The Dow crashes more than 1,800 points out of nowhere — here's one reason why

Think more broadly, may save you from losing a ton of money right now.

Federal Reserve Chair Jerome Powell — fresh off a press conference Wednesday where he warned about long-term joblessness due to the COVID-19 pandemic — was the easy scapegoat for the surprising market meltdown on Thursday. President Trump of course took full aim at Powell via his latest Twitter pipe-bomb.

But some blame should get cast upon state governors for perhaps moving too quickly to reopen various businesses without a vaccine for the coronavirus. In turn, that has likely helped fuel a rise in coronavirus infections in key states such as Texas, California and Arizona. Texas alone reported 2,504 new coronavirus infections on Wednesday, the highest one-day total since the pandemic began.

“There is a new wave coming in parts of the country. It’s small and it’s distant so far, but it’s coming,” John Hopkins Center for Health Security Eric Toner told Bloomberg News.

The U.S. has seen more than 2 million confirmed coronavirus infections. About 115,000 people have died from the disease.

Fears of a second wave of COVID-19 have subsequently erupted this week in the markets. The Dow Jones Industrial Average tanked more than 1,800 points on Thursday. Hot stocks that have fueled the rally from the lows such as Royal Caribbean and Bank of America were crushed. Even inherently less risky stocks like Disney, IBM and Pfizer were drilled on the session.

Markets were beginning to weaken before Thursday’s rout, however.

NEW YORK, NEW YORK - JUNE 01: A view of New York Stock Exchange on Wall Street in lower Manhattan on June 01, 2020 in New York City. (Photo by Roy Rochlin/Getty Images)
NEW YORK, NEW YORK - JUNE 01: A view of New York Stock Exchange on Wall Street in lower Manhattan on June 01, 2020 in New York City. (Photo by Roy Rochlin/Getty Images)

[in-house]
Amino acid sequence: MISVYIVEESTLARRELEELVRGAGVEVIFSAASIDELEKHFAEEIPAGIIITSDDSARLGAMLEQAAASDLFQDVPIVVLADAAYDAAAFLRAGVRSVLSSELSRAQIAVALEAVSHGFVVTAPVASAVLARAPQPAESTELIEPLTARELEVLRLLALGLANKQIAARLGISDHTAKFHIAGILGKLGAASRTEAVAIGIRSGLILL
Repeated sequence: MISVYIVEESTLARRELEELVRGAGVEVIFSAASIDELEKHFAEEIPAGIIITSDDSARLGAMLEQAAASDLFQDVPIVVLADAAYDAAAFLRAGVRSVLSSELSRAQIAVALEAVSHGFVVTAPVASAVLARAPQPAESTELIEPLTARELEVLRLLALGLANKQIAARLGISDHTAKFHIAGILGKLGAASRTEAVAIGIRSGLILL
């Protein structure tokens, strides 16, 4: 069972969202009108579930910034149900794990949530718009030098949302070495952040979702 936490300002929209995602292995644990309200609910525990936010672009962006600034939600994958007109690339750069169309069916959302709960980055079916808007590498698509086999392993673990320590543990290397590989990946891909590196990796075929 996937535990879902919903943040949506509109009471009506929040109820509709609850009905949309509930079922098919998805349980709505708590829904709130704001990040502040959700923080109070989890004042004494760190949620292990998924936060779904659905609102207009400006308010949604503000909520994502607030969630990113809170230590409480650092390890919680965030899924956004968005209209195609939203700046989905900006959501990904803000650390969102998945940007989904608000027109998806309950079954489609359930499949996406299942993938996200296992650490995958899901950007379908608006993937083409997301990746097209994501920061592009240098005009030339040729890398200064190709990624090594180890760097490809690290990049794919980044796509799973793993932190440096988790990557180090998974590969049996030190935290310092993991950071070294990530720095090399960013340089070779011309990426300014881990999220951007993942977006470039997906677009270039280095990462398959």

Wall Street pros have also voiced concern on how the protests across the country would make a second wave worse than expected. Remember, the market’s 40%-plus rally from the March 23 lows has been predicated on a swift, V-shaped economic recovery into year-end. In other words, a rosy economic scenario underpinned by no second wave. And if there were to be a second wave, it would be concentrated to a few states and not broad-based.

That overly optimistic thesis is now being rethought by investors.

“Market friendly Fed policy cannot, however, offset a severe COVID second wave. Another broad shutdown of the economy is unlikely, but data show that people changed their behavior well below stay-at-home orders were official,” wrote EvercoreISI strategist Dennis DeBusschere in a note. “In other words, an official shutdown is not needed to slow the economy. With TX, AZ, CA new cases and hospitalizations increasing and investors concerned that recent protest will fuel a wave of infections, the risk of persistently weak economic and earnings growth has increased. S&P fair value estimates are falling as a result.

And it’s those macroeconomic concerns that ultimately feed into the cautiousness expressed by Powell, which the market hated seeing.

“I think as we look out, we have to be a little bit careful with how the health crisis evolves. We have to remember it’s a health crisis that has led us into this. I’ve been pointing out for the last couple of weeks that if you exclude New York and New Jersey — which have been doing very well in terms of the pandemic — you have a number of rising new cases across states. Close to 20 states are seeing cases rise in the U.S.,” said Oxford Economic chief U.S. strategist Gregory Daco on Yahoo Finance’s The First Trade.

Daco added, “That’s part of the first wave. It could have a direct effect on the economy just at the time when we were starting to think about recovery. The question is how strong is the fear factor and how strong are the renewed lockdown orders.”

Clearly, the market wasn’t even thinking about renewed lockdown orders headed into this week. But now they are, and it could be risk off in the markets for a little while longer.

Brian Sozzi is an editor-at-large and co-anchor of The First Trade at Yahoo Finance. Follow Sozzi on Twitter @BrianSozzi and on LinkedIn.

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